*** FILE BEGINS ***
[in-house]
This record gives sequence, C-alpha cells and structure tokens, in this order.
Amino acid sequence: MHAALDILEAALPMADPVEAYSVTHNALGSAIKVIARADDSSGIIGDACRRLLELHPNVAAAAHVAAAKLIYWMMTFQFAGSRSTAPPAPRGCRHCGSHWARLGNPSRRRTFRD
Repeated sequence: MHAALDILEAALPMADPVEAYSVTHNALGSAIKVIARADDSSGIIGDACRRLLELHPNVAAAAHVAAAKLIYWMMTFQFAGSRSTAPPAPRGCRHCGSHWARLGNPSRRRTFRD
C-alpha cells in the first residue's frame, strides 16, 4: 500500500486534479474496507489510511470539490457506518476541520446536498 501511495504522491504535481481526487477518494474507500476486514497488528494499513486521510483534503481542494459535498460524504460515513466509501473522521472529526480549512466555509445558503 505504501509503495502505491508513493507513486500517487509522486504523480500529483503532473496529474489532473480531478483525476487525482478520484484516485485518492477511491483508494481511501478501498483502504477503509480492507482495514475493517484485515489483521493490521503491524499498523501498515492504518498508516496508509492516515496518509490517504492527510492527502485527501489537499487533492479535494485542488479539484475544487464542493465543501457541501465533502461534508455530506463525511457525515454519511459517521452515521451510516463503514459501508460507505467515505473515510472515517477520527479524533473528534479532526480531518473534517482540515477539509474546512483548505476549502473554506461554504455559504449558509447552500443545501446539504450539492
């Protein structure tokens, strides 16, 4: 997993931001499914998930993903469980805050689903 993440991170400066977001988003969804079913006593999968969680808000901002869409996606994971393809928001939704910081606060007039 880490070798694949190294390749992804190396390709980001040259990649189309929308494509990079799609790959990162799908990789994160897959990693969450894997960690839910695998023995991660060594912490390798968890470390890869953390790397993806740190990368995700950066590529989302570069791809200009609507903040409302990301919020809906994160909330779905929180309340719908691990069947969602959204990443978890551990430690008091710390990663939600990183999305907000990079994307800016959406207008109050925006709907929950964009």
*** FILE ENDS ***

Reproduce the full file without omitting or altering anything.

[in-house]
This record gives sequence, C-alpha cells and structure tokens, in this order.
Amino acid sequence: MHAALDILEAALPMADPVEAYSVTHNALGSAIKVIARADDSSGIIGDACRRLLELHPNVAAAAHVAAAKLIYWMMTFQFAGSRSTAPPAPRGCRHCGSHWARLGNPSRRRTFRD
Repeated sequence: MHAALDILEAALPMADPVEAYSVTHNALGSAIKVIARADDSSGIIGDACRRLLELHPNVAAAAHVAAAKLIYWMMTFQFAGSRSTAPPAPRGCRHCGSHWARLGNPSRRRTFRD
C-alpha cells in the first residue's frame, strides 16, 4: 500500500486534479474496507489510511470539490457506518476541520446536498 501511495504522491504535481481526487477518494474507500476486514497488528494499513486521510483534503481542494459535498460524504460515513466509501473522521472529526480549512466555509445558503 505504501509503495502505491508513493507513486500517487509522486504523480500529483503532473496529474489532473480531478483525476487525482478520484484516485485518492477511491483508494481511501478501498483502504477503509480492507482495514475493517484485515489483521493490521503491524499498523501498515492504518498508516496508509492516515496518509490517504492527510492527502485527501489537499487533492479535494485542488479539484475544487464542493465543501457541501465533502461534508455530506463525511457525515454519511459517521452515521451510516463503514459501508460507505467515505473515510472515517477520527479524533473528534479532526480531518473534517482540515477539509474546512483548505476549502473554506461554504455559504449558509447552500443545501446539504450539492
């Protein structure tokens, strides 16, 4: 997993931001499914998930993903469980805050689903 993440991170400066977001988003969804079913006593999968969680808000901002869409996606994971393809928001939704910081606060007039 880490070798694949190294390749992804190396390709980001040259990649189309929308494509990079799609790959990162799908990789994160897959990693969450894997960690839910695998023995991660060594912490390798968890470390890869953390790397993806740190990368995700950066590529989302570069791809200009609507903040409302990301919020809906994160909330779905929180309340719908691990069947969602959204990443978890551990430690008091710390990663939600990183999305907000990079994307800016959406207008109050925006709907929950964009």